But if that support translates to empty words as SAG-AFTRA prepares for its own negotiations, then, well, please see four paragraphs above this one, in which I discussed the DGA’s potential participation in the proceedings.

It’s sort of fascinating to me that all three contracts are ending within a couple months of each other, and the three guilds are not publicly coordinating — at least a little — to make sure that they all get the best deal possible. I suppose it’s possible that there are backroom dealings, but I would think that the specter of such cooperation — and the complete industry shutdown that would result — would scare the AMPTP straight.

Alas, once again, with no such conversation nor proposed cooperation, the certainty of some kind of apocalyptic occurrence is assured. It shouldn’t have to be this way, but there you have it.

Though the leadership of the WGA was able to corral an enormous majority in its strike approval vote (more than 97 percent, even higher than the last vote a few years ago, which helped the AMPTP to realize the strength of the union and avert a strike), I can’t say, from my anecdotal questioning of, admittedly, only a few people, that the guild has the faith of the rank and file.

And why is that? Well, aside from the aforementioned issues with open writing assignments and the general feeling that many of the issues that are being discussed here should have been taken care of in previous negotiations, there is the fact that while most guild members are out picketing, the executive committee will continue to draw a salary rather than show solidarity with their writing brethren and forgo income until a deal is made and everyone is back at work.

Kingpin movie
Bill Murray contemplates a strike as Big Ern in Kingpin/MGM

So people are ready to strike, even though they don’t all necessarily trust those who are negotiating on their behalf. That’s bad enough, but the fact that the streamers are dictating what’s happening here on the producers’ side — thus demonstrating once and for all where the industry’s true power has moved over the last decade — makes it even worse because their refusal to reward the people whose work is keeping eyes on their service is a major reason as to why Hollywood is at this worrisome crossroads in the first place.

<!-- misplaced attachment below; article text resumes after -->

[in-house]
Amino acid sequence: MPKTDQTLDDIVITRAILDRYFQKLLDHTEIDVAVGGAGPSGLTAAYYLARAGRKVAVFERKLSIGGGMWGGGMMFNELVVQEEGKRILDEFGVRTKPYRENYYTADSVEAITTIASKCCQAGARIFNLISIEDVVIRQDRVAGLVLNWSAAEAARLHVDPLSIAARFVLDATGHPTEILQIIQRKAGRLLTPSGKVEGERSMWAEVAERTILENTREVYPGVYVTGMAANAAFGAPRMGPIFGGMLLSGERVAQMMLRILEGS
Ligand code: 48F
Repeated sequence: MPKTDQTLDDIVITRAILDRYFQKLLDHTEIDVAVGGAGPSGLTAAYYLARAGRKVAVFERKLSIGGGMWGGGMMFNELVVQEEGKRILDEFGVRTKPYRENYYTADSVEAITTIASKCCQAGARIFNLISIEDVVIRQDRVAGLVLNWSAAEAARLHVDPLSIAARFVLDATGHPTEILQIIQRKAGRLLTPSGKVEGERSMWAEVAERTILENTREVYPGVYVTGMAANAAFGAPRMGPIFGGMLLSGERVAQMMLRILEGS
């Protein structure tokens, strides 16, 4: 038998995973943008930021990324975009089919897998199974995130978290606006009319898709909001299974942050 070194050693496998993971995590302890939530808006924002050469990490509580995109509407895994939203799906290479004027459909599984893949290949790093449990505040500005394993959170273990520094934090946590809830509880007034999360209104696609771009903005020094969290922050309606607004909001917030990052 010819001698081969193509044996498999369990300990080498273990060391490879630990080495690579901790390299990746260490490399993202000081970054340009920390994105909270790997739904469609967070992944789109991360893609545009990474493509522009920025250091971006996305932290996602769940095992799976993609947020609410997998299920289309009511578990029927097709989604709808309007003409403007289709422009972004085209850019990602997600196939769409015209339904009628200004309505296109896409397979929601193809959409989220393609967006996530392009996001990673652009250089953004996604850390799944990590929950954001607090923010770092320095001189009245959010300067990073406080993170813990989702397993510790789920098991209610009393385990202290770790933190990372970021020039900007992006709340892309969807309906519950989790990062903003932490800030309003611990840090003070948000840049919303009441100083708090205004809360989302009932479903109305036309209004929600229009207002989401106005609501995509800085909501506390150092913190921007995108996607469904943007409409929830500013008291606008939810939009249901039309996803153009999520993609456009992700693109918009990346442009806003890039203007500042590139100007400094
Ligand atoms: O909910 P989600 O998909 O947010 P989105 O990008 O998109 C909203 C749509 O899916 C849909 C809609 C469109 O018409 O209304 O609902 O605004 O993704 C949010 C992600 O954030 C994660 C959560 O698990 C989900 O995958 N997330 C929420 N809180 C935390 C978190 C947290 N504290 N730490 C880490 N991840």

Divide and conquer is a method as old as humanity, and when it’s used effectively, it tends to lead to the conquering of those who are divided. This is obviously the situation here, and it seems to me that the directors and actors’ guilds are playing right into it.

If the writers, directors, and actors all got together and said, “This is the line in the sand, this is what we want and how we’re willing to proceed, and we’re going to keep you from creating anything worthwhile unless and until you recognize how badly you need us and then pay us accordingly,” this would all be academic.

Instead, there are empty promises of “support” and lofty talk about “workers united” that, combined with $2.75, will get you a subway ride in New York City.

I suppose it’s possible that things could change in the next couple of weeks, but I tend to doubt it. Instead, we’d all best settle in. This thing isn’t going to end until someone really squeezes the AMPTP, and that won’t happen without some actual unity.

Not the kind written by a publicist.


Neil Turitz is a journalist, essayist, author, and filmmaker who has worked in and written about Hollywood for more than 25 years, though he has never lived there. These days, he splits his time between New York City and the Berkshires. He’s not on Twitter, but you can find him on Instagram @6wordreviews.

You can read a new installation of The Accidental Turitz every Wednesday, and all previous columns can be found here.